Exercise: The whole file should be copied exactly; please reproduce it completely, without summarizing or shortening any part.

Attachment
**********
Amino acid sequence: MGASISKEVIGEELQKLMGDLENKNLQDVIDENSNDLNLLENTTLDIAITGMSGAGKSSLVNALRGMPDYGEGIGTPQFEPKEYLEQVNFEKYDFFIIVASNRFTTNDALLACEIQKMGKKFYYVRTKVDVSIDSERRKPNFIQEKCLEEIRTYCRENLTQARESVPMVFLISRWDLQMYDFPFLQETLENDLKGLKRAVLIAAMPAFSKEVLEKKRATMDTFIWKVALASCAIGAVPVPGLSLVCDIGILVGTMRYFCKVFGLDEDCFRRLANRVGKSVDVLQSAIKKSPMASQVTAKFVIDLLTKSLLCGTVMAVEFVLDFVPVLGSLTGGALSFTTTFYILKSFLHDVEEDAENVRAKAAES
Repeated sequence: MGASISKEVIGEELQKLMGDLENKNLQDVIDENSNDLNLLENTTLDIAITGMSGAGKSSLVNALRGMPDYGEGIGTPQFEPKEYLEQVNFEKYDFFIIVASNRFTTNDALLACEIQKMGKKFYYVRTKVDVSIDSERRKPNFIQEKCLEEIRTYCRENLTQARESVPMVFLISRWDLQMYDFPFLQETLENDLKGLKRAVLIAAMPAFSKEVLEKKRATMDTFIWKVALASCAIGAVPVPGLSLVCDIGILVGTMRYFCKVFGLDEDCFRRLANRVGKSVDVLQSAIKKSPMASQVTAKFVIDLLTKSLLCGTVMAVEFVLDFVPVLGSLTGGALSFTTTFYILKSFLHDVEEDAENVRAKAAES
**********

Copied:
Amino acid sequence: MGASISKEVIGEELQKLMGDLENKNLQDVIDENSNDLNLLENTTLDIAITGMSGAGKSSLVNALRGMPDYGEGIGTPQFEPKEYLEQVNFEKYDFFIIVASNRFTTNDALLACEIQKMGKKFYYVRTKVDVSIDSERRKPNFIQEKCLEEIRTYCRENLTQARESVPMVFLISRWDLQMYDFPFLQETLENDLKGLKRAVLIAAMPAFSKEVLEKKRATMDTFIWKVALASCAIGAVPVPGLSLVCDIGILVGTMRYFCKVFGLDEDCFRRLANRVGKSVDVLQSAIKKSPMASQVTAKFVIDLLTKSLLCGTVMAVEFVLDFVPVLGSLTGGALSFTTTFYILKSFLHDVEEDAENVRAKAAES
Repeated sequence: MGASISKEVIGEELQKLMGDLENKNLQDVIDENSNDLNLLENTTLDIAITGMSGAGKSSLVNALRGMPDYGEGIGTPQFEPKEYLEQVNFEKYDFFIIVASNRFTTNDALLACEIQKMGKKFYYVRTKVDVSIDSERRKPNFIQEKCLEEIRTYCRENLTQARESVPMVFLISRWDLQMYDFPFLQETLENDLKGLKRAVLIAAMPAFSKEVLEKKRATMDTFIWKVALASCAIGAVPVPGLSLVCDIGILVGTMRYFCKVFGLDEDCFRRLANRVGKSVDVLQSAIKKSPMASQVTAKFVIDLLTKSLLCGTVMAVEFVLDFVPVLGSLTGGALSFTTTFYILKSFLHDVEEDAENVRAKAAES